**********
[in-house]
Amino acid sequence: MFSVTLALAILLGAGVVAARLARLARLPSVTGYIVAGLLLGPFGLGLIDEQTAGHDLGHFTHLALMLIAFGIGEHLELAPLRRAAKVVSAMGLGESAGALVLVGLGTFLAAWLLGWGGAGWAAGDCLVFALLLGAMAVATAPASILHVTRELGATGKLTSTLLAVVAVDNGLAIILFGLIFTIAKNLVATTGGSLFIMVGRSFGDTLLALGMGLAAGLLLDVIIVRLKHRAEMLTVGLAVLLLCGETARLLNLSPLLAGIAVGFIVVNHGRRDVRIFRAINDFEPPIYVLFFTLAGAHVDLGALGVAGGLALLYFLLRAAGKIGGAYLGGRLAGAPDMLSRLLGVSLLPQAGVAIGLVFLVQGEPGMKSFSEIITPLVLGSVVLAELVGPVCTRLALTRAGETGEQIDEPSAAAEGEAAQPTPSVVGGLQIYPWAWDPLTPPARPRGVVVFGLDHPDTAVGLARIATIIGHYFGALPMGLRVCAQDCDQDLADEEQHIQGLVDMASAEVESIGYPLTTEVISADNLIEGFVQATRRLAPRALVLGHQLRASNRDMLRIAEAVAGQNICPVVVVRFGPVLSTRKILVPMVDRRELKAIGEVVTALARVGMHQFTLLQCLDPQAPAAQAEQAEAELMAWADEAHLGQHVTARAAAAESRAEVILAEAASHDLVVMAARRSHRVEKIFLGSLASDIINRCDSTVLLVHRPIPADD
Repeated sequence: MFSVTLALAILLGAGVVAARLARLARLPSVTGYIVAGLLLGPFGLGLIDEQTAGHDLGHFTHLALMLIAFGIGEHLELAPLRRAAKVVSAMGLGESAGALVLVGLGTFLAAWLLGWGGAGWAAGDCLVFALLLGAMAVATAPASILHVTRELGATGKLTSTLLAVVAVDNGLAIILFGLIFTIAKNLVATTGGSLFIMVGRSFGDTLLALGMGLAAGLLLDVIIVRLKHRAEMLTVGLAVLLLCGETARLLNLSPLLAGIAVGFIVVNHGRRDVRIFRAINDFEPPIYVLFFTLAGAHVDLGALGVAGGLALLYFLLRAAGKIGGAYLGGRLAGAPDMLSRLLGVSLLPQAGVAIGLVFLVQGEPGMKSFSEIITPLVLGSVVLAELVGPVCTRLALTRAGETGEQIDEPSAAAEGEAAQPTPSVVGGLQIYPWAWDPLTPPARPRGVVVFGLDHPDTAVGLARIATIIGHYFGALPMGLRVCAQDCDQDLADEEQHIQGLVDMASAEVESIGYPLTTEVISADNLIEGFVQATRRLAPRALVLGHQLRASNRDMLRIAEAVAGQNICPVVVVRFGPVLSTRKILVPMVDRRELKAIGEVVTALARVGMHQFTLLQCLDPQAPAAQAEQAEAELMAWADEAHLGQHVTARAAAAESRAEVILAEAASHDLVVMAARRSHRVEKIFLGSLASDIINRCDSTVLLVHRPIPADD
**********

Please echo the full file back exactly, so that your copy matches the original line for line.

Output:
[in-house]
Amino acid sequence: MFSVTLALAILLGAGVVAARLARLARLPSVTGYIVAGLLLGPFGLGLIDEQTAGHDLGHFTHLALMLIAFGIGEHLELAPLRRAAKVVSAMGLGESAGALVLVGLGTFLAAWLLGWGGAGWAAGDCLVFALLLGAMAVATAPASILHVTRELGATGKLTSTLLAVVAVDNGLAIILFGLIFTIAKNLVATTGGSLFIMVGRSFGDTLLALGMGLAAGLLLDVIIVRLKHRAEMLTVGLAVLLLCGETARLLNLSPLLAGIAVGFIVVNHGRRDVRIFRAINDFEPPIYVLFFTLAGAHVDLGALGVAGGLALLYFLLRAAGKIGGAYLGGRLAGAPDMLSRLLGVSLLPQAGVAIGLVFLVQGEPGMKSFSEIITPLVLGSVVLAELVGPVCTRLALTRAGETGEQIDEPSAAAEGEAAQPTPSVVGGLQIYPWAWDPLTPPARPRGVVVFGLDHPDTAVGLARIATIIGHYFGALPMGLRVCAQDCDQDLADEEQHIQGLVDMASAEVESIGYPLTTEVISADNLIEGFVQATRRLAPRALVLGHQLRASNRDMLRIAEAVAGQNICPVVVVRFGPVLSTRKILVPMVDRRELKAIGEVVTALARVGMHQFTLLQCLDPQAPAAQAEQAEAELMAWADEAHLGQHVTARAAAAESRAEVILAEAASHDLVVMAARRSHRVEKIFLGSLASDIINRCDSTVLLVHRPIPADD
Repeated sequence: MFSVTLALAILLGAGVVAARLARLARLPSVTGYIVAGLLLGPFGLGLIDEQTAGHDLGHFTHLALMLIAFGIGEHLELAPLRRAAKVVSAMGLGESAGALVLVGLGTFLAAWLLGWGGAGWAAGDCLVFALLLGAMAVATAPASILHVTRELGATGKLTSTLLAVVAVDNGLAIILFGLIFTIAKNLVATTGGSLFIMVGRSFGDTLLALGMGLAAGLLLDVIIVRLKHRAEMLTVGLAVLLLCGETARLLNLSPLLAGIAVGFIVVNHGRRDVRIFRAINDFEPPIYVLFFTLAGAHVDLGALGVAGGLALLYFLLRAAGKIGGAYLGGRLAGAPDMLSRLLGVSLLPQAGVAIGLVFLVQGEPGMKSFSEIITPLVLGSVVLAELVGPVCTRLALTRAGETGEQIDEPSAAAEGEAAQPTPSVVGGLQIYPWAWDPLTPPARPRGVVVFGLDHPDTAVGLARIATIIGHYFGALPMGLRVCAQDCDQDLADEEQHIQGLVDMASAEVESIGYPLTTEVISADNLIEGFVQATRRLAPRALVLGHQLRASNRDMLRIAEAVAGQNICPVVVVRFGPVLSTRKILVPMVDRRELKAIGEVVTALARVGMHQFTLLQCLDPQAPAAQAEQAEAELMAWADEAHLGQHVTARAAAAESRAEVILAEAASHDLVVMAARRSHRVEKIFLGSLASDIINRCDSTVLLVHRPIPADD